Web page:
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January 18, 2007


Ellis Avery '93 to Read from The Teahouse Fire

teahouse book cover

Ellis Avery '93, whose debut novel The Teahouse Fire has earned glowing praise from reviewers, will return to Bryn Mawr on Wednesday, Jan. 24. At 7:30 p.m. in Ely Room of Wyndham House, Avery will read from her novel and demonstrate the Japanese tea ceremony that is central to its narrative. Copies of the book will be available for purchase through the Bryn Mawr College Bookshop.

The Teahouse Fire probes issues of race, gender, cultural exchange and the relationship of art to social justice through the voice of Aurelia Bernard, a nine-year-old orphan who is taken to 19th-century Kyoto by her abusive missionary uncle. When a fire separates her from her uncle, she is renamed Urako and adopted as a servant and companion to Yukako, the daughter of a prominent Japanese family descended from a long line of tea masters. Yukako's father has somewhat grudgingly begun to teach tea ceremony, an art long practiced exclusively by an aristocratic elite, to an emerging merchant class, but it is still forbidden to women. The Shin family's fortunes are dramatically reversed when the emperor embraces a radical program of Westernization and cuts off funding to the aristocracy in 1868. Yukako, with Urako's help, struggles to find a footing for her family and its ancient art in a rapidly changing world.

Urako, Yukako's loyal servant and "little sister," grows up negotiating a place in a culture traditionally hostile to outsiders by encouraging speculation that her "foreign" features and initial inability to speak Japanese are the result of a birth defect. She benefits from Yukako's protection and patronage, but their complex relationship, tinged with jealousy and unspoken longing, is also a source of vexation and pain.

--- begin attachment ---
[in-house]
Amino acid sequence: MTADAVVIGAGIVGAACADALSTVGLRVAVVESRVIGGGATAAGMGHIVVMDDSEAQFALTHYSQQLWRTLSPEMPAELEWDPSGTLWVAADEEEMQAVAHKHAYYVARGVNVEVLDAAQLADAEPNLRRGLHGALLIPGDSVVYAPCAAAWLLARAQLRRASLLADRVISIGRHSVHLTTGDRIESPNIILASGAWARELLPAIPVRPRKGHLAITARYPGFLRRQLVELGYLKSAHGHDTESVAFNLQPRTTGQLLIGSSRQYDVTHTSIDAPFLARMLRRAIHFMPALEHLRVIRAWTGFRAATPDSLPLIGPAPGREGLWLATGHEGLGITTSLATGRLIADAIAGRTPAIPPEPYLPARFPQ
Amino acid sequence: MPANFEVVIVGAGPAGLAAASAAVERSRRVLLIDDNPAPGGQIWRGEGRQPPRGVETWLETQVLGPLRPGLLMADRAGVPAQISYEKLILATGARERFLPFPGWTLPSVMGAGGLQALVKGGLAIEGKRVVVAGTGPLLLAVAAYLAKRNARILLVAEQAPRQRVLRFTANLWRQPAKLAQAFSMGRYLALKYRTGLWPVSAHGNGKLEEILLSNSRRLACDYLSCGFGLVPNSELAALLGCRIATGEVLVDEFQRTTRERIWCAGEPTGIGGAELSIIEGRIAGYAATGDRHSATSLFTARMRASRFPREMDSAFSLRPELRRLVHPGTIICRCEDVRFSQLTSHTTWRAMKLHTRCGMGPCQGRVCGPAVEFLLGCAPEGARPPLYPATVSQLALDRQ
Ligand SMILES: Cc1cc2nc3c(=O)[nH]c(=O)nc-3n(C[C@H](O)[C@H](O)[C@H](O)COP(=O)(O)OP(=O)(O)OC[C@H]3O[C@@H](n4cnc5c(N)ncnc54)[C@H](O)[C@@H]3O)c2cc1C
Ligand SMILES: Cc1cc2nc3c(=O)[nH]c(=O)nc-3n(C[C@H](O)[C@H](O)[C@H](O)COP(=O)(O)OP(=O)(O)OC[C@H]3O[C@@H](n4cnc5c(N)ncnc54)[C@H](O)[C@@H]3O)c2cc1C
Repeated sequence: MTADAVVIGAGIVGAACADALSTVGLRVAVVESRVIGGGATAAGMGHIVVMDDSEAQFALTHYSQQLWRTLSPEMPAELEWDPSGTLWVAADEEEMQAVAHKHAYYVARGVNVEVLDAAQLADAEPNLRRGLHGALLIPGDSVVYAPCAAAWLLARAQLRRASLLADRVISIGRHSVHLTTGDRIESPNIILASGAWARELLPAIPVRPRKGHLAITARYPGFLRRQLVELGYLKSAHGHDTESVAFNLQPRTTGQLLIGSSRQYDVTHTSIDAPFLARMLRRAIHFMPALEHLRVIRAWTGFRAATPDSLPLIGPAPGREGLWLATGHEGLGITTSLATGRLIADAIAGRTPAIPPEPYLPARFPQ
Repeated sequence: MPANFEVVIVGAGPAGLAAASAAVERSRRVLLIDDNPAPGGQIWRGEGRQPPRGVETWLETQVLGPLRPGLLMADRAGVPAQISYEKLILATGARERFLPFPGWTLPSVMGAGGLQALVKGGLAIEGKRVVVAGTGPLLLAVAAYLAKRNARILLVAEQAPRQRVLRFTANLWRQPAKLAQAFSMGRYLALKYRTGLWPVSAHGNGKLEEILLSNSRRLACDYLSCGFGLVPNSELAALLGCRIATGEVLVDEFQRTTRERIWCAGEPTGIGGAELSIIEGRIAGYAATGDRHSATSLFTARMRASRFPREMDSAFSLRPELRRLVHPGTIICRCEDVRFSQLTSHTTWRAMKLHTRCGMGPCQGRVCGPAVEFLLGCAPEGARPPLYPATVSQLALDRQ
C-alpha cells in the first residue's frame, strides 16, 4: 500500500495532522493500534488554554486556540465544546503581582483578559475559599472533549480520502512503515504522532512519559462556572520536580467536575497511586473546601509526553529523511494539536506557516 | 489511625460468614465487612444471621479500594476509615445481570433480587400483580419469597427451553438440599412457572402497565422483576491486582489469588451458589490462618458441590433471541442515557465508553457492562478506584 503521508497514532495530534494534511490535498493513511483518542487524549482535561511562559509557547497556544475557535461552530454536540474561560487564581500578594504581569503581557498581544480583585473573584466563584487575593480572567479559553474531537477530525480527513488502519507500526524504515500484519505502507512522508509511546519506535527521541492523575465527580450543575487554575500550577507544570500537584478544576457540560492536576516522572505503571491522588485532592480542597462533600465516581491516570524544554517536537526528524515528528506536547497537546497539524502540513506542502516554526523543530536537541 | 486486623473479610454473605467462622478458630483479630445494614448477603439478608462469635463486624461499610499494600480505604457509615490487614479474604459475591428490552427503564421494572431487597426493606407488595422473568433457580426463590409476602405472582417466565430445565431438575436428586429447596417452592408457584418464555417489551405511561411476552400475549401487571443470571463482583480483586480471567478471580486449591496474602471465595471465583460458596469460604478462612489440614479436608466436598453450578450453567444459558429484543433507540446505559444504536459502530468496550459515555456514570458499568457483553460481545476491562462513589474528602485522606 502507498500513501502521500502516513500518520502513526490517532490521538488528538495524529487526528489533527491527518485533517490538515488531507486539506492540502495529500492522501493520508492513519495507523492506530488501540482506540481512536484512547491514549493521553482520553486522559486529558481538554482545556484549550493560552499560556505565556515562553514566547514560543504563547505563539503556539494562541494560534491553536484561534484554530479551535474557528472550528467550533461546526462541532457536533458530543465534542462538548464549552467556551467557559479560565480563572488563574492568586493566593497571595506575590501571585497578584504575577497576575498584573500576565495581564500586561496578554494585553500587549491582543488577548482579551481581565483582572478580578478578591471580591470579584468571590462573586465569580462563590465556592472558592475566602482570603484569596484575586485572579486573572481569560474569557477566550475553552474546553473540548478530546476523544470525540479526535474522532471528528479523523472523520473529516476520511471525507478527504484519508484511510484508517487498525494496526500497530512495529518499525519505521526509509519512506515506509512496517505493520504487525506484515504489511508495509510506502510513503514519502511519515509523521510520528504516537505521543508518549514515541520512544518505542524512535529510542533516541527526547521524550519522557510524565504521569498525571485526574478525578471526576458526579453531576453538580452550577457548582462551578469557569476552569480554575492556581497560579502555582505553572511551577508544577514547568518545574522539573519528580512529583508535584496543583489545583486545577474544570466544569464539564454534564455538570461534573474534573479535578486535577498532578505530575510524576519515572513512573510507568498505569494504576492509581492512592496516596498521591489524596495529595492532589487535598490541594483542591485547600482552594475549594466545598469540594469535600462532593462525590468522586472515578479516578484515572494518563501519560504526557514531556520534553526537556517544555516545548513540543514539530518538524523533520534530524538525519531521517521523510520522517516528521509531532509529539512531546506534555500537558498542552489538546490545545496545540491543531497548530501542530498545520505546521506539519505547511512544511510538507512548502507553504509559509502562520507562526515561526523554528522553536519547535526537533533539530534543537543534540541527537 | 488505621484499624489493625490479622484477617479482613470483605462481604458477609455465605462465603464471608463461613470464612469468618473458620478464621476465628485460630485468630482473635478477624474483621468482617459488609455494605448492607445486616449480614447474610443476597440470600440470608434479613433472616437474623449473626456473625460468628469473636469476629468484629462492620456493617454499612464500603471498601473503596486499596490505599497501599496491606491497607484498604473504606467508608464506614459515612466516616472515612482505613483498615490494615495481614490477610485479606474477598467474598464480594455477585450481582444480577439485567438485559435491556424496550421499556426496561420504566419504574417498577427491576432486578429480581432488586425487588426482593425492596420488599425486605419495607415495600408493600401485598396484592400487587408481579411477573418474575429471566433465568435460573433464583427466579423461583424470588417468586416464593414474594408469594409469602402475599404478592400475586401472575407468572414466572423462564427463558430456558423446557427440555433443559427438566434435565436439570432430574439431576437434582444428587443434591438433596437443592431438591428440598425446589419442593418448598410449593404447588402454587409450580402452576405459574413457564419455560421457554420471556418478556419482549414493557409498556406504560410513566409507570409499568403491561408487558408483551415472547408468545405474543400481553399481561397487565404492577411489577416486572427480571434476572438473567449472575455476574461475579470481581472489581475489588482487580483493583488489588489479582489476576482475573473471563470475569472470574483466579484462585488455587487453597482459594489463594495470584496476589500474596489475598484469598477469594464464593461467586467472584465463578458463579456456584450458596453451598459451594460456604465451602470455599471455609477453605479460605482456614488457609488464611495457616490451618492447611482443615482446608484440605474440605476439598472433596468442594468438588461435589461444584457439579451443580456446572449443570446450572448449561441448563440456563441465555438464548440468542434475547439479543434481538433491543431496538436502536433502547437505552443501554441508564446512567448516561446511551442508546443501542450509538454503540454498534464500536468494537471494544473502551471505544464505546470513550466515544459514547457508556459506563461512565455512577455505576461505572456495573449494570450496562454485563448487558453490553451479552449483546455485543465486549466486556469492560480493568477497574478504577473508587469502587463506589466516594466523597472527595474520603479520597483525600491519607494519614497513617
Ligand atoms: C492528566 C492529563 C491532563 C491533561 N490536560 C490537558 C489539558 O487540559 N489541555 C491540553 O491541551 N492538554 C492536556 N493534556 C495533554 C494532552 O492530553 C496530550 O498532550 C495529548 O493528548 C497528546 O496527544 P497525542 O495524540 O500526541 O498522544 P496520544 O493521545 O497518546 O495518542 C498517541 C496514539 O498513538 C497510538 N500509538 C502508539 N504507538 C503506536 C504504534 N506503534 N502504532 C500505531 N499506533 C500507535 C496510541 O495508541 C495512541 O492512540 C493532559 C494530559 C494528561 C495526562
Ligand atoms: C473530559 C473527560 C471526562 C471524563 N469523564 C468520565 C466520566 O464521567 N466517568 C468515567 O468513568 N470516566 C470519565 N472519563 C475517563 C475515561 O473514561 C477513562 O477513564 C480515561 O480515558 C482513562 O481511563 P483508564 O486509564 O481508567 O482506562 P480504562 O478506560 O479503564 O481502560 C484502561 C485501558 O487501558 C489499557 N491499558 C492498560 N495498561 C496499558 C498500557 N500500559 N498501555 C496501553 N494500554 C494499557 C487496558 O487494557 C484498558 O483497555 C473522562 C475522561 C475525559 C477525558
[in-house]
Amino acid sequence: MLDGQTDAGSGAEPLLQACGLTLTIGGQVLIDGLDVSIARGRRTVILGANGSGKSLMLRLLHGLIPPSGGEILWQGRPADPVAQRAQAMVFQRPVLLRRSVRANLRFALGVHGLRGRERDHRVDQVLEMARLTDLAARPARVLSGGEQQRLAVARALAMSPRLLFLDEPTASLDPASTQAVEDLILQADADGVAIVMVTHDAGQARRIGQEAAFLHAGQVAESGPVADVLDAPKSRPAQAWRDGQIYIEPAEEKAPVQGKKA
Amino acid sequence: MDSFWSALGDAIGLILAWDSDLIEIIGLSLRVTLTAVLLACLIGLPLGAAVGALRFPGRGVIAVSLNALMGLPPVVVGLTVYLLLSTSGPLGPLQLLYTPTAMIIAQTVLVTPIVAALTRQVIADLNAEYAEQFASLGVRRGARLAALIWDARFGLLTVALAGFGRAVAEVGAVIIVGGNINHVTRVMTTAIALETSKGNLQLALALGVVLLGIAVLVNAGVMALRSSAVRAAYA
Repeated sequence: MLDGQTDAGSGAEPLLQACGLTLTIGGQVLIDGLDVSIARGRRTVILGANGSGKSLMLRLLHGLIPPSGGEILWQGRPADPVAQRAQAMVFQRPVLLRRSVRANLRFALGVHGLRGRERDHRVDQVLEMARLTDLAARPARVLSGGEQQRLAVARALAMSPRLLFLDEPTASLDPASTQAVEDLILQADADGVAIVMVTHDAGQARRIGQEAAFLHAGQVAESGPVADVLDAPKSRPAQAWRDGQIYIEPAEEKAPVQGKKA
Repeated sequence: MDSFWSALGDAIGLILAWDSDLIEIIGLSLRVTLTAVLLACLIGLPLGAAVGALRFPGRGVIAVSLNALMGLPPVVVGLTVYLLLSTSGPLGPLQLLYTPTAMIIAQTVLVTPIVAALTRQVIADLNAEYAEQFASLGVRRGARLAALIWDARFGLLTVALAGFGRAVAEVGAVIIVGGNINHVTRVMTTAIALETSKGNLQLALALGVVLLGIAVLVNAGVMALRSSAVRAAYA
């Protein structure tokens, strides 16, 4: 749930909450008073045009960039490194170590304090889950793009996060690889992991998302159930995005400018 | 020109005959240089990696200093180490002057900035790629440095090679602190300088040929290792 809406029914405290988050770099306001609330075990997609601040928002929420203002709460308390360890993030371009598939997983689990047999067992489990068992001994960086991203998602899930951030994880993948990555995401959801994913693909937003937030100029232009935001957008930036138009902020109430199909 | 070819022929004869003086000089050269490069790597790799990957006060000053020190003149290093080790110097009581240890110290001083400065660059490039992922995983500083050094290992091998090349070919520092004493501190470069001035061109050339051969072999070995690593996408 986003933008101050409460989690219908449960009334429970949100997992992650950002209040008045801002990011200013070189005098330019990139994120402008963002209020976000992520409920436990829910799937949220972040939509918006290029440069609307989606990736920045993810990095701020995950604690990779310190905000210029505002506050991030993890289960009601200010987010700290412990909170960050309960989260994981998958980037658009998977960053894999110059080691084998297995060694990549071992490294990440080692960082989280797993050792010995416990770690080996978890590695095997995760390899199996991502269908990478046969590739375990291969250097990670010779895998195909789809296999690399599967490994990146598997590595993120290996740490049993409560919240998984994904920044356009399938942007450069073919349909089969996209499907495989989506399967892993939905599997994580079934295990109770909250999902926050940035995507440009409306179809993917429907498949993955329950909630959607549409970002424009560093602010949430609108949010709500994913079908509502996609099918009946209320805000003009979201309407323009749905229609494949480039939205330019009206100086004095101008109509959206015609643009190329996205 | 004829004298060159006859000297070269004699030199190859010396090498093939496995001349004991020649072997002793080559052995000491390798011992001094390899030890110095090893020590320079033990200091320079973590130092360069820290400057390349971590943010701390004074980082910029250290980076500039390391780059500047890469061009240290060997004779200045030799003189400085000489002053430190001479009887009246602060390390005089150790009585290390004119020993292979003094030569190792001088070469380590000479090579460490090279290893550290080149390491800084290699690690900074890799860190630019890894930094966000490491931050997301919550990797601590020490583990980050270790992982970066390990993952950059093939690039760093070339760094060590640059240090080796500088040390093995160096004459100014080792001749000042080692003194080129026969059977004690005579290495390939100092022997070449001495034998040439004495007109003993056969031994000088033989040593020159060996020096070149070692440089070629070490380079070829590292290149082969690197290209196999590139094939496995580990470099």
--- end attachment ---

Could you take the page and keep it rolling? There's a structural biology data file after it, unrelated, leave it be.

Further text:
Avery, who pursued an independent major in performance studies at Bryn Mawr, has studied chado, or the way of tea, in New York and Kyoto. She based the character of Yukako on a historical figure who, she says, "changed the fate of tea ceremony in the late 1800s by getting tea into the curriculum of the newly established girls' schools. Doing so, she transformed a men's art into a women's art."

Emily Barton, writing for the Los Angeles Times, praises The Teahouse Fire: "Although this is a historical novel as well as a coming-of-age book, the depth of Avery's exploration of her period and her characters lets her soar above the limitations of both genres ... When [Urako] remarks, 'How beautiful, to see something done simply and well,' she could easily be speaking about The Teahouse Fire, a novel that, like the tea ceremony itself, provides true pleasure to the intellect and all the senses." In a starred review, Publishers Weekly says, "Avery, making her debut, has crafted a magisterial novel that is equal parts love story, imaginative history and bildungsroman, a story as alluring as it is powerful."

Avery began work on The Teahouse Fire in 2003, while studying with Maxine Hong Kingston, the celebrated author of The Woman Warrior. Her nonfiction book The Smoke Week, an award-winning personal account of life in Manhattan after Sept.11, 2001, was published by Gival Press in 2003. Her work has also appeared on stage at New York's Expanded Arts Theater and in print in Publishers Weekly, Kyoto Journal and the Village Voice. In 2001, Three Lines, One Road, a year's worth of daily haiku exchanged between Avery and her Bryn Mawr classmate Melissa Demian '93, was a finalist in the National Poetry Series.


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